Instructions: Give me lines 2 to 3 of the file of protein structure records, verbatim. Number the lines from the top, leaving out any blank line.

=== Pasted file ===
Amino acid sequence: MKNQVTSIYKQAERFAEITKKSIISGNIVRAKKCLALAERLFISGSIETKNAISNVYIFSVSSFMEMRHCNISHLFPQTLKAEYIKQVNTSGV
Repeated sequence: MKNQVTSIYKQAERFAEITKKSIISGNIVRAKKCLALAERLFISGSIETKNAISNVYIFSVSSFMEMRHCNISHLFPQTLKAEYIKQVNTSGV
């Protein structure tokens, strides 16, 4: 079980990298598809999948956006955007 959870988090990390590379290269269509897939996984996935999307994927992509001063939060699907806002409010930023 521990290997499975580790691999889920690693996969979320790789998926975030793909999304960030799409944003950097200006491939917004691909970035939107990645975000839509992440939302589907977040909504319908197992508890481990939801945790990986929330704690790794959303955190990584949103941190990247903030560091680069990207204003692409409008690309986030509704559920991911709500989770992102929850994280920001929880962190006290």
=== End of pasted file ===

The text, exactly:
Repeated sequence: MKNQVTSIYKQAERFAEITKKSIISGNIVRAKKCLALAERLFISGSIETKNAISNVYIFSVSSFMEMRHCNISHLFPQTLKAEYIKQVNTSGV
């Protein structure tokens, strides 16, 4: 079980990298598809999948956006955007 959870988090990390590379290269269509897939996984996935999307994927992509001063939060699907806002409010930023 521990290997499975580790691999889920690693996969979320790789998926975030793909999304960030799409944003950097200006491939917004691909970035939107990645975000839509992440939302589907977040909504319908197992508890481990939801945790990986929330704690790794959303955190990584949103941190990247903030560091680069990207204003692409409008690309986030509704559920991911709500989770992102929850994280920001929880962190006290």